“Hurrying and delaying are alike ways of trying to resist the present,” Alan Watts observed of the difficult pleasures of presence in the middle of the twentieth century, as the mechanized acceleration of modern life was beginning to take our already aggravated relationship with time to new frontiers of frustration. I thought of him one November morning shortly after I moved to New York when, already overwhelmed by the city’s pace, I swiped my brand new subway card at the turnstile and confidently marched through, only to jam my hips into the immobile metal rod. Puzzled, I looked over to the tiny primitive screen above the turnstile, which chided me coldly in cyan electronic letters: “SWIPE FASTER.” Just these two words, stern and commanding — no “PLEASE,” not even “TRY TO.” In the world’s fastest-paced city, even the mindless machines are temporally judgmental and make sure you remain on par.
Science was already hijacking time from the domain of metaphysics and fomenting the popular imagination with its rush of discoveries, so when Einstein and Bergson sat down for their famous debate in 1922, the moment was ripe to forever change our experience of time. (It may be a coincidence, but it is nonetheless an emblematic one, that 1955 was both the year Einstein died and the year scientists concretized the second itself by ceasing to tinker with its length, until then defined as 1/86,400 of the mutable duration of a real day.)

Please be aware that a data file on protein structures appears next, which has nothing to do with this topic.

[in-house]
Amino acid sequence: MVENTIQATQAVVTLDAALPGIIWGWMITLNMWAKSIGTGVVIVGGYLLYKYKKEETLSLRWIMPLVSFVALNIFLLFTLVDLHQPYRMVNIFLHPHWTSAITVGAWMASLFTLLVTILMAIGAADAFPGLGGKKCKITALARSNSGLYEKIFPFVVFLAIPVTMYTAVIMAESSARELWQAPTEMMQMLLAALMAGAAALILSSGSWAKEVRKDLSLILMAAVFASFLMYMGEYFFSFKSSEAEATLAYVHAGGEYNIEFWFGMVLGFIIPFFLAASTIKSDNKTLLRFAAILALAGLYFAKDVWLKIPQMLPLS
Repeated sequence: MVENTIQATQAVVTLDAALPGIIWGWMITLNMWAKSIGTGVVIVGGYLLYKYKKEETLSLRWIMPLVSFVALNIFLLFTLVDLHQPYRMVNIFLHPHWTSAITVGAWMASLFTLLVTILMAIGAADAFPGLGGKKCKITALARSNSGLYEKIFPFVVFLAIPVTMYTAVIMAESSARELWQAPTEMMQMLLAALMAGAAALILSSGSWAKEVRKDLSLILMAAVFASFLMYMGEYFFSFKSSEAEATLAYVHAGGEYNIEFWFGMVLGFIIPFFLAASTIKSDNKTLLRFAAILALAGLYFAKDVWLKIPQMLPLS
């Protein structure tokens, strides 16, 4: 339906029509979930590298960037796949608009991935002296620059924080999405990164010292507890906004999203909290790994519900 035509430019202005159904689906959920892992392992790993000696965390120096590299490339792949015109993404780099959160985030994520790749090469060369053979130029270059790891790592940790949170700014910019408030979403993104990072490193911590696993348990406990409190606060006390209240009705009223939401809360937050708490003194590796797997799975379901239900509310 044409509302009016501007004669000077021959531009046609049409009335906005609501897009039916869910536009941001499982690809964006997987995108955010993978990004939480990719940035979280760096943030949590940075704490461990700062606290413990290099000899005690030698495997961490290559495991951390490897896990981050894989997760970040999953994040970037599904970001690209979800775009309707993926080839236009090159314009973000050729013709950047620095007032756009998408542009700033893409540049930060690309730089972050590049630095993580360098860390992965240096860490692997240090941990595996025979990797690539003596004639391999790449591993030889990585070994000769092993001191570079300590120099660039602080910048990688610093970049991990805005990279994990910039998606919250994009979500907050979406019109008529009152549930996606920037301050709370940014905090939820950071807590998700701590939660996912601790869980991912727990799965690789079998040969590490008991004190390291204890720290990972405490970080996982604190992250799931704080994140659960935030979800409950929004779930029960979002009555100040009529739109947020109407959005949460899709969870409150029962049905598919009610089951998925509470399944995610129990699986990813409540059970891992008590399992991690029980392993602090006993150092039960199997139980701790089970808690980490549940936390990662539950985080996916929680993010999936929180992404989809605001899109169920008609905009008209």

The impact of these and related developments on society and the human psyche are what the inimitable James Gleick explores in Faster: The Acceleration of Just About Everything (public library) — a book written nearly two decades ago that has not only stood the test of time but has grown all the more perceptive and prescient in the years since.
We are in a rush. We are making haste. A compression of time characterizes the life of the century.
We have a word for free time: leisure. Leisure is time off the books, off the job, off the clock. If we save time, we commonly believe we are saving it for our leisure. We know that leisure is really a state of mind, but no dictionary can define it without reference to passing time. It is unrestricted time, unemployed time, unoccupied time. Or is it? Unoccupied time is vanishing. The leisure industries (an oxymoron maybe, but no contradiction) fill time, as groundwater fills a sinkhole. The very variety of experience attacks our leisure as it attempts to satiate us. We work for our amusement.